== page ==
The Gaskell Society

The Gaskell Society

Celebrating the life and work of Elizabeth Gaskell

With Christmas only weeks away, Dr Diane Duffy looks at how Elizabeth Gaskell prepared for and celebrated Christmas through the years.

Despite the fact that Unitarians did not recognise the divinity of Christ, Christmas as a time of peace, love and family unity was still special for the Gaskell household.

On the 23rd of December 1841 she writes to Anne Robson (William’s sister)

Xmas Day it has been a sort of long promise that we all should spend at the Bradford’s-by all, I mean Wm, myself, two children and Eliz[abe]th [1] and all stop all night.

Elizabeth Gaskell seems to have loved gathering friends and family together at Xmas. In 1850 she is away from home, staying at Broughton House near Worcester [2] and is miserable at the thought of being away from Manchester and her family over the Christmas period. She writes to Lady Janet Kay Shuttleworth on December 12th 1850

I am in great hopes that my husband may be able to come up in Xmas week, as I am forbidden to return to Manchester-and it would be very desolate to be thrown on the wide world, even a wide world of friends, -without anything of home about one, that very week so sacred to homes & families and made so by the birth of a child….he will bring our second little girl with him…I fancy they will have a very merry pleasant Christmas week

Again, in a letter to Edward Hale dated December 14th 1860, she shows her enjoyment of entertaining friends at Christmas time, although her role as a hostess did not end with the festive season:

‘Xmas is coming up round again, and we do so wish you were likely to turn up again all ‘promiscuous’ as our English servants say, and share our turkey, and have a merry round game of cards’.

Turkey too seems a favourite with the Gaskell family as Christmas fare, although in 1849, when visiting London with William she notices a street where the traders are hoping to tempt passers-by into purchasing food for their Xmas feast; a description reminiscent of Dickens’ A Christmas Carol. Gaskell compares the scene with her experiences in Lancashire:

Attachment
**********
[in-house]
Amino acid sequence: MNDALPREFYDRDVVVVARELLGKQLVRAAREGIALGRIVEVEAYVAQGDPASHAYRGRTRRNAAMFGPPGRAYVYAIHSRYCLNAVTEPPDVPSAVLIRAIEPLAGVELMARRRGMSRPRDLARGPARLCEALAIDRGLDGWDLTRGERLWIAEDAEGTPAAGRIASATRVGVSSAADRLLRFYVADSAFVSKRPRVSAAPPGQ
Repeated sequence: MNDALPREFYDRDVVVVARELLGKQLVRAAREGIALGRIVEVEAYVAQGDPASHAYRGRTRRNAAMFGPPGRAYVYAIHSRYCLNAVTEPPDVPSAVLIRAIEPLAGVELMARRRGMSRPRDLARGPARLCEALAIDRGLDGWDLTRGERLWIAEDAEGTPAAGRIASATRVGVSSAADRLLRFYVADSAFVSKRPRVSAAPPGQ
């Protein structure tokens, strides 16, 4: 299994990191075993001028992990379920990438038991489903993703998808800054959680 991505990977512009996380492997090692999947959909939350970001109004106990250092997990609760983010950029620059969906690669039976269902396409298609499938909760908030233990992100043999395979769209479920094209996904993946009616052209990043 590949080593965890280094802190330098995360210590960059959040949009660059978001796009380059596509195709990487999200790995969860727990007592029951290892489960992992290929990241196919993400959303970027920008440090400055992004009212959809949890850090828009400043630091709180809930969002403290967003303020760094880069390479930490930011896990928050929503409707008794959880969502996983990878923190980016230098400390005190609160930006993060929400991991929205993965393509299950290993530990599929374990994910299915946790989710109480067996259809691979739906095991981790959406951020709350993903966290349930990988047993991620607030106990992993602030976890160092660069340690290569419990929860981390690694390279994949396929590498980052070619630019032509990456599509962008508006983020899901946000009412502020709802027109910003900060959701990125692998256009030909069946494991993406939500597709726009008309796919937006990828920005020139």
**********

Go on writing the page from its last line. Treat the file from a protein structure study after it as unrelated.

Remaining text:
…geese with their necks hanging down at full length, instead of being tidily tucked up like Lancashire geese, -and the shops are full of them against Xmas

In a letter to Eliza Fox dated April 1850, she again mentions turkey, this time in a rather politically charged Christmas joke: one of many she cites with a comment that they are ‘not bad enough to be good’.

Why is the Emperor of Russia like a beggar at Xmas? Because he’s confounded Hungary and wants a slice of Turkey.

Although this letter was sent in the spring, it reminds me of many Christmases with family members sitting round the table sharing similar jokes from Christmas crackers. But for Gaskell, Christmas was not just a time for selfish pleasures, it was a time for sharing with those less fortunate. In November 1851 she writes to her daughter Marianne:

I have written to Mrs. Austen to ask Annie here soon after Xmas, during your holidays: and I want the Dean girls to come too, poor girls –Xmas is such a sad time for them.

In fact, the Christmas season usually found her busy entertaining, although not on Christmas Day itself. On that very day in 1852 she is quietly awaiting the holiday festivities as she writes to Mary Green, her friend in Knutsford:

…we have many visitors coming this Xmas, and an inefficient servant. (I must have another waiter, good serving cleanliness & thoughtful head wanted).

Servants are a constant problem for Elizabeth, especially at such a busy time of year.

There were certainly festivities in the Gaskell household but did the family exchange gifts at Christmas? It seems that they did, and Elizabeth, like many today, was a last minute shopper, coming home exhausted with not always a full complement of gifts. On December 24th 1852 she writes to Marianne:

A merry Christmas to you and plenty of them… we are not going to keep Xmas until New Year’s Day, partly because you won’t be here, partly because the presents are not ready…there is a great concoction of mince-meat and plum pudding going on. Huddlestone [3] has never tasted either.

Again in 1861, Elizabeth seems to have left her Xmas shopping until the final day-Christmas Eve. She writes to Marianne:

On Tuesday [Christmas Eve] Meta and I wearied ourselves out shopping for Xmas presents, Xmas day walked to and from Chapel and to Mrs. Nicholls, so last night [Christmas Day] I was utterly worn out.

During the Cotton Famine, however, the Gaskell household had rather less than usual for Xmas, feeling it unfair to flaunt their comfort when others were starving -it was a very sad time. On December 26th 1861, Elizabeth writes to Marianne: